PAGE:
Ms. Watts’ report notes that while two strategies of stretchable electronics already existed — wrinkled silicon ribbons and interconnected silicon islands — neither could offer the sufficient conformity and softness as the temporary transfer tattoo, and to achieve the necessary intimacy between the sensor and skin, Dr. Lu disposed of the squared island convention and instead cut the silicon into the sinuous shapes of metal bridges that linked them, inventing a geometrical configuration that rotated and twisted to allow stretch or compression of the soft circuit board.
The next challenge was to devise a means of applying the soft, droopy material to the skin, and the stiff plastic that transports temporary body art tattoos inspired Dr. Lu’s conceptualization of a water-soluble version with which when the plastic dissolved, the soft, thin residual patch would seek the skin as support. When appropriate, a temporary tattoo applied with a bioadhesive activated by body temperature could camouflage the electronics.
Dr. Lu’s particular area of expertise — the interface of flexible electronics with biosystems — is one of three areas crucial to the development of bio-integrated electronics. The other two: wireless data transmission, and wireless power transmission, are also key areas of research and development toward the objective of enabling electronic tattoos to become practical for everyday use. “The long-term integration of electronics with organisms will open a new era for health monitoring,” Dr. Lu affirms.
Four doctoral students and five undergraduate students currently comprise the Lu Research Group, whose research focus is to investigate the mechanics and materials of bio-integrated soft electronics with the ultimate goal ito help develop high-quality, multifunctional flexible electronics in forms that can conform with the soft, curvilinear and time-dynamic surfaces of the human body for sensing, stimulation and energy harvesting. A main focus of Dr. Lu’s lab is to train the next generation of scientists through forming a diversified group conducive to learning and carrying out multidisciplinary research. The Lu Lab has just received NSF funding and is now actively investigating the mechanical interactions at bioelectronics interfaces with a particular focus on transdermal electronics, where a piece of electronic tattoo will be able to access subcutaneous signals or deliver subcutaneous treatment.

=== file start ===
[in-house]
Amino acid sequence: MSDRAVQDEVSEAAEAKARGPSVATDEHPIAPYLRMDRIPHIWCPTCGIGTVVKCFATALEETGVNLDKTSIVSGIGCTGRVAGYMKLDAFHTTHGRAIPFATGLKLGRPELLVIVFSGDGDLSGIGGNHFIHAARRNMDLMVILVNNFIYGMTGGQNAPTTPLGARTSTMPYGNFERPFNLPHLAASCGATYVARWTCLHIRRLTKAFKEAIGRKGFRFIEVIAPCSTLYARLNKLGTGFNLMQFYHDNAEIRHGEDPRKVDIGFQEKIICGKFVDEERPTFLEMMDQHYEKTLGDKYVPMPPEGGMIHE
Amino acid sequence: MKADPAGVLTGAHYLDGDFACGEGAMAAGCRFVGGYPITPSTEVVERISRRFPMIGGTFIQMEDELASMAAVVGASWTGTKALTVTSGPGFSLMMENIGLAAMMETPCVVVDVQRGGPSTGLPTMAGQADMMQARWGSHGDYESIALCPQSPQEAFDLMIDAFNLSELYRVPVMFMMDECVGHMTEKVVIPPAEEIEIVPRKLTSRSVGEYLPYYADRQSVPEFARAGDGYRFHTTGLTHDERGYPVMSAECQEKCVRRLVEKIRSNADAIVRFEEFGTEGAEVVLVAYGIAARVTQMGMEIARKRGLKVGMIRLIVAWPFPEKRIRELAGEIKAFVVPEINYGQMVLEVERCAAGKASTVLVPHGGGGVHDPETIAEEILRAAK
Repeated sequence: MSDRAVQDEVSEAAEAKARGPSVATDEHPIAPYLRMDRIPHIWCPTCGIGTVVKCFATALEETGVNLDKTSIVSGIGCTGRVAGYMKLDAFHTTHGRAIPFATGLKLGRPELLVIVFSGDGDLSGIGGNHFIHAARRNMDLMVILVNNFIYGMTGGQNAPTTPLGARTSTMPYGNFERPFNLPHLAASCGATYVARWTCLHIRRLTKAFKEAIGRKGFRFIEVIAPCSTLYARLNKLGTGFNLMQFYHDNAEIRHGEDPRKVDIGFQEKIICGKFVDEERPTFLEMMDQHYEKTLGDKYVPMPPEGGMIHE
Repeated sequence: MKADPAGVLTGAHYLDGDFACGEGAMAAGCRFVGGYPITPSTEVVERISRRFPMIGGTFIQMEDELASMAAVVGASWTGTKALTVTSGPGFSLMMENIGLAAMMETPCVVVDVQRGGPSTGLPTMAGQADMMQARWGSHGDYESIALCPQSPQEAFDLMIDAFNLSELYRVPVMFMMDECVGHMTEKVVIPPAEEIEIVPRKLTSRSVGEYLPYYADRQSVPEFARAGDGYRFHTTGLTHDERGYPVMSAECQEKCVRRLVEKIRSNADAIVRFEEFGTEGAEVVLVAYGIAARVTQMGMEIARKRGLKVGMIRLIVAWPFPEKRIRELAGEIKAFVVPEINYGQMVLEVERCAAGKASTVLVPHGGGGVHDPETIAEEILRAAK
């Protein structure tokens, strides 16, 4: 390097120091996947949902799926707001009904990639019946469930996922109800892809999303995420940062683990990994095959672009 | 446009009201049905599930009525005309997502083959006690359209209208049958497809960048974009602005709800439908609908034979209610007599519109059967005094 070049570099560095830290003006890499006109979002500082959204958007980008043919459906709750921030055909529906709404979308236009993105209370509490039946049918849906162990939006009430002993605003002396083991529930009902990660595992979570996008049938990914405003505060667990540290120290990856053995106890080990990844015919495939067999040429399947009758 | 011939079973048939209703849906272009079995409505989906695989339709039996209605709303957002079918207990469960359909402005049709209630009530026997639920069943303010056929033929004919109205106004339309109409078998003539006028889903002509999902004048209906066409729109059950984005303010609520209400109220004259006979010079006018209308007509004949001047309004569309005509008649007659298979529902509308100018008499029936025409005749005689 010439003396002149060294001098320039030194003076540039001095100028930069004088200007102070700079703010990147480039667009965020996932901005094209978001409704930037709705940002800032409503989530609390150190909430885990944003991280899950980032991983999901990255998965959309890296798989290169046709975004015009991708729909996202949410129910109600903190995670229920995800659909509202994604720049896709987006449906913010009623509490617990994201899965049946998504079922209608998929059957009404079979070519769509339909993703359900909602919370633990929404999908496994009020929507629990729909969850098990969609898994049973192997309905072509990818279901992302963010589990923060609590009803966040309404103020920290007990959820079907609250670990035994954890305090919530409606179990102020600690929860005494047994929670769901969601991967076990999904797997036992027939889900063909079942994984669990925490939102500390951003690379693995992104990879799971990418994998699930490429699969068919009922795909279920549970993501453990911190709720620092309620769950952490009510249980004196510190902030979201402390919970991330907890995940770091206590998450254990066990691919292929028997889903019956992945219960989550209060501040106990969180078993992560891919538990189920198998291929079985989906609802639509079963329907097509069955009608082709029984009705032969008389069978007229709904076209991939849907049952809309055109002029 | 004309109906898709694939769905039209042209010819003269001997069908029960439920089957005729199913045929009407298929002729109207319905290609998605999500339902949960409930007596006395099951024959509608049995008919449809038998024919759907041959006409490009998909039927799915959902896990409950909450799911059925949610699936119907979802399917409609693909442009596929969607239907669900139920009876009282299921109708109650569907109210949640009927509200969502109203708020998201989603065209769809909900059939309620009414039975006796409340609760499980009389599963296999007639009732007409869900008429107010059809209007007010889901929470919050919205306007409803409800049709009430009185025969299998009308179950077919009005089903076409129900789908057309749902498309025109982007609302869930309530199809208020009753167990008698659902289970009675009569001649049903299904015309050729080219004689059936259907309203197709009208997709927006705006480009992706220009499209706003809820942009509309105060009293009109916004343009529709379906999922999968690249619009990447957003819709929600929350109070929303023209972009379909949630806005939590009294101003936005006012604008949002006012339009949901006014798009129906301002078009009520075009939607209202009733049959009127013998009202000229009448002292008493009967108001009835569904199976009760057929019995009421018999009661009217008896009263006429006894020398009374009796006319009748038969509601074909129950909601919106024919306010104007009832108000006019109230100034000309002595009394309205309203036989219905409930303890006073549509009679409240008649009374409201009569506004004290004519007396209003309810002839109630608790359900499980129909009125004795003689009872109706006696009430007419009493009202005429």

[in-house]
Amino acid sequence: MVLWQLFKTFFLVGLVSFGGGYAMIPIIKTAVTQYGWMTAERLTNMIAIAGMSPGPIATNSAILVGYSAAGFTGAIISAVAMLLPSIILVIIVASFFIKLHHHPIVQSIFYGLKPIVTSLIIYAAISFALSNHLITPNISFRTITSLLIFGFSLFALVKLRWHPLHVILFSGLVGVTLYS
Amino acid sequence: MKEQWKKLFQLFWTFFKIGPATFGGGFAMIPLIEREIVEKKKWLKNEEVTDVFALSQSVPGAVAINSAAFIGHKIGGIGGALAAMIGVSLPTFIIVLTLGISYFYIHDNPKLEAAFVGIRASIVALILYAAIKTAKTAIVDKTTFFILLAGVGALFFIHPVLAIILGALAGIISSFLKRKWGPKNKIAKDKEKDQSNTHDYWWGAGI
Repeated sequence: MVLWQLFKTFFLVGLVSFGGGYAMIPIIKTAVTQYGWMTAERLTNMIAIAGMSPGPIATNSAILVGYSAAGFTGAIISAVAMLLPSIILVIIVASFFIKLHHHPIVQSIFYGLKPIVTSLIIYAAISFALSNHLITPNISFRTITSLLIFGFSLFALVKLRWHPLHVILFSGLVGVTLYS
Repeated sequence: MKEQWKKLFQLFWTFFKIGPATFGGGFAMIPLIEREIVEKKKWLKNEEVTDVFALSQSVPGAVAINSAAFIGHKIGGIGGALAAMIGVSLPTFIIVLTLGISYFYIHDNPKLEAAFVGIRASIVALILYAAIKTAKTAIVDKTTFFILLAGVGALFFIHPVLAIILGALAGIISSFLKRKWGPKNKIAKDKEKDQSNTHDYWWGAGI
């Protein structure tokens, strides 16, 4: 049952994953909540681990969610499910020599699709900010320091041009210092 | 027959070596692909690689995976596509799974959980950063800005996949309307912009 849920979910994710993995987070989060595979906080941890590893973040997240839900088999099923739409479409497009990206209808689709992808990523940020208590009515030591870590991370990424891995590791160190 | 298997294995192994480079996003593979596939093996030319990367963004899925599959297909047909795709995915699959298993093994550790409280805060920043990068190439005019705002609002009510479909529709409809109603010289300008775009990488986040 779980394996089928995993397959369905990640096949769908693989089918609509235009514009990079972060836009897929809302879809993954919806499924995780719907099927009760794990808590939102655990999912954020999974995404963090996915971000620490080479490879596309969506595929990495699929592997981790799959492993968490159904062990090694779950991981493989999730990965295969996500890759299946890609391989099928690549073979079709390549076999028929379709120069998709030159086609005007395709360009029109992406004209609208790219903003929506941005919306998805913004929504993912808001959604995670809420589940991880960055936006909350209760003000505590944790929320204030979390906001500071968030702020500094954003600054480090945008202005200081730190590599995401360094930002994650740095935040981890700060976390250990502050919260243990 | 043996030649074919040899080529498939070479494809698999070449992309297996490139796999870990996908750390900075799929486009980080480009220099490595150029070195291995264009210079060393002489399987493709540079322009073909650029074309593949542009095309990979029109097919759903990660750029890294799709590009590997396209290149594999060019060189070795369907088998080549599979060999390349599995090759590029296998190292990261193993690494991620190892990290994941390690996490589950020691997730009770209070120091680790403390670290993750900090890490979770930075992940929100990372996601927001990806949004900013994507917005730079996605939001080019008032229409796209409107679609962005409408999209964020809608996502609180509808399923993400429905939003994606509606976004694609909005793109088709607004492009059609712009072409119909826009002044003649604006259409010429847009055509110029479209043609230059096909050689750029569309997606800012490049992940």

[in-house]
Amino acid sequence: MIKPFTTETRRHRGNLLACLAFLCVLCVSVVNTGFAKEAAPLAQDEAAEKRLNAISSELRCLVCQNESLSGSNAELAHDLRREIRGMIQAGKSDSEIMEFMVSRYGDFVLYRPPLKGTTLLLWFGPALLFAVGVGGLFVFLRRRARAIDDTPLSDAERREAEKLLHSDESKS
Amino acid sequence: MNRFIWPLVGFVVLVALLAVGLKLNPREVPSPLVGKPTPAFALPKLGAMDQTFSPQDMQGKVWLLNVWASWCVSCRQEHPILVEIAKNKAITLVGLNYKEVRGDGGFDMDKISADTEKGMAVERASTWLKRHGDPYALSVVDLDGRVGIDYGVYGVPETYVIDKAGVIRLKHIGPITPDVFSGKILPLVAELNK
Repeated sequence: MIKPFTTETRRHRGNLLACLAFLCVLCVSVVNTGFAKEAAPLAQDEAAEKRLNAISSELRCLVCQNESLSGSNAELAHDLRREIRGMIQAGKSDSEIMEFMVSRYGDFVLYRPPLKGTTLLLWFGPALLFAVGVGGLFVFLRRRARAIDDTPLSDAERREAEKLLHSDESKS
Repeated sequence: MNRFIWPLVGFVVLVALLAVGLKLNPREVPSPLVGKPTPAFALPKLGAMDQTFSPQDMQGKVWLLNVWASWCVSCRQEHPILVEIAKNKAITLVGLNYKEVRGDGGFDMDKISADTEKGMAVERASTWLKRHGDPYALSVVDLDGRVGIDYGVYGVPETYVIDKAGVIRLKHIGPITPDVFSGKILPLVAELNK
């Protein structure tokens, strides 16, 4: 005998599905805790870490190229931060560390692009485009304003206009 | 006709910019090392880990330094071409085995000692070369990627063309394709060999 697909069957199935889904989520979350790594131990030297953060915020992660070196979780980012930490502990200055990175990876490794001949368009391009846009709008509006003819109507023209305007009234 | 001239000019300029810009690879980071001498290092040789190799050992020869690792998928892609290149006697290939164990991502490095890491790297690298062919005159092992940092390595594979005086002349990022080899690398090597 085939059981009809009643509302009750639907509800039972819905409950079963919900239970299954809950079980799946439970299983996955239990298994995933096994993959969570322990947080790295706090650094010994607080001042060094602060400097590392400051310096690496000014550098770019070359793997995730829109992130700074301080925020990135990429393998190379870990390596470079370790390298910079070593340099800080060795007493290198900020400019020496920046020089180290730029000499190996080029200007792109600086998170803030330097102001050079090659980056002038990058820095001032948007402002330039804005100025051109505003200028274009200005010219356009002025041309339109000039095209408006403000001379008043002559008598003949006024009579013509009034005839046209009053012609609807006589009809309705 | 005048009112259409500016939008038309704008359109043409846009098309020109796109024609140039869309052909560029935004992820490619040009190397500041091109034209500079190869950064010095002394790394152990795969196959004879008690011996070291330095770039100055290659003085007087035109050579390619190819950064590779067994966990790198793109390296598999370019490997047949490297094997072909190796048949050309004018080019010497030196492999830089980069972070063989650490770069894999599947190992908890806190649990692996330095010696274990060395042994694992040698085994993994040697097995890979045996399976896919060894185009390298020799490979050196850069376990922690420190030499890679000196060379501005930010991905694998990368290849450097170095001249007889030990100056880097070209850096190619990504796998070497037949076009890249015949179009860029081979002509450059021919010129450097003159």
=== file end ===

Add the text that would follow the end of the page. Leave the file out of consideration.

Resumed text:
In recognition of her work in bio-integrated flexible electronics, Dr. Lu in February received a Grand Prix award at the Netexplo Forum in Paris, France, which focuses on the practical application of digital inventions that revolutionize lives. Dr. Lu’s project was selected from 1,500 nominations for the Grand Prix.
She was also honored last year, along with her University of Texas at Austin Cockrell School of Engineering colleague assistant professor in the Department of Electrical and Computer Engineering Zheng Wang, by the MIT Technology Review, which named her one of the world’s top 35 innovators under the age of 35. A panel of experts and Technology Review editorial staffers chose Dr. Lu from among pool of 250 nominees for the global list, which highlights young innovators who are changing the world. Facebook’s Mark Zuckerberg was a winner in 2007. Lu, Wang and the other TR35 2012 winners were featured in the September/October, 2012 issue of Technology Review and online.
“Nanshu’s work could have a major impact on medical procedures,” Philip Varghese, chair of the UT Austin Department of Aerospace Engineering and Engineering Mechanics commented in a release. “She combines expertise in theoretical mechanics with strong experimental skills, and applies her knowledge to a variety of challenging problems, including biointegrated electronics.”
“Nanshu’s work is very exciting since the field of bio-integrated electronics shows promise for fundamentally changing how medical devices interact with the human body,” Dr. Noel Clemens, chair of the Aerospace Engineering and Engineering Mechanics Department, is cited commenting. “While Nanshu does groundbreaking research, she is also a dedicated teacher who shows a strong commitment to her students. We are proud to have such an exceptional individual in our department.”
Dr. Lu’s research has been highlighted by news media such as Nature News”, “ScienceNOW”, “Technology Review”, “Chemical & Engineering News”, and many other periodicals and journals.